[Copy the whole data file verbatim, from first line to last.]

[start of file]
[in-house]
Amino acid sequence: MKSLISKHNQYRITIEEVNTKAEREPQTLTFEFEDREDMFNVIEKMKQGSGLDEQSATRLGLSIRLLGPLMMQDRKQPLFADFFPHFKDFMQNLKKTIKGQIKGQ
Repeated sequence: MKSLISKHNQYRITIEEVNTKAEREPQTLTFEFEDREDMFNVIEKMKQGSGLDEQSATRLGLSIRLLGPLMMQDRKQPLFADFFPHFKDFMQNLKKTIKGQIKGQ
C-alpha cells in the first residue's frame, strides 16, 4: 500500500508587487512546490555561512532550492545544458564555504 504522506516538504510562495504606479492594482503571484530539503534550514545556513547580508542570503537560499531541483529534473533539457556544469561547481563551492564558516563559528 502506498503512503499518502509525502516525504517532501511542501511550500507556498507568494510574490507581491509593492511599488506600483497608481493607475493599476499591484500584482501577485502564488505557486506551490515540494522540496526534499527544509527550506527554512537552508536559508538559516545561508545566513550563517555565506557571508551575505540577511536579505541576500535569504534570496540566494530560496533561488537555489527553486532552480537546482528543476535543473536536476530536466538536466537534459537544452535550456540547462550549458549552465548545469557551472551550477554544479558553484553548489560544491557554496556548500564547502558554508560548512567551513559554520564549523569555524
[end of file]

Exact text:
[in-house]
Amino acid sequence: MKSLISKHNQYRITIEEVNTKAEREPQTLTFEFEDREDMFNVIEKMKQGSGLDEQSATRLGLSIRLLGPLMMQDRKQPLFADFFPHFKDFMQNLKKTIKGQIKGQ
Repeated sequence: MKSLISKHNQYRITIEEVNTKAEREPQTLTFEFEDREDMFNVIEKMKQGSGLDEQSATRLGLSIRLLGPLMMQDRKQPLFADFFPHFKDFMQNLKKTIKGQIKGQ
C-alpha cells in the first residue's frame, strides 16, 4: 500500500508587487512546490555561512532550492545544458564555504 504522506516538504510562495504606479492594482503571484530539503534550514545556513547580508542570503537560499531541483529534473533539457556544469561547481563551492564558516563559528 502506498503512503499518502509525502516525504517532501511542501511550500507556498507568494510574490507581491509593492511599488506600483497608481493607475493599476499591484500584482501577485502564488505557486506551490515540494522540496526534499527544509527550506527554512537552508536559508538559516545561508545566513550563517555565506557571508551575505540577511536579505541576500535569504534570496540566494530560496533561488537555489527553486532552480537546482528543476535543473536536476530536466538536466537534459537544452535550456540547462550549458549552465548545469557551472551550477554544479558553484553548489560544491557554496556548500564547502558554508560548512567551513559554520564549523569555524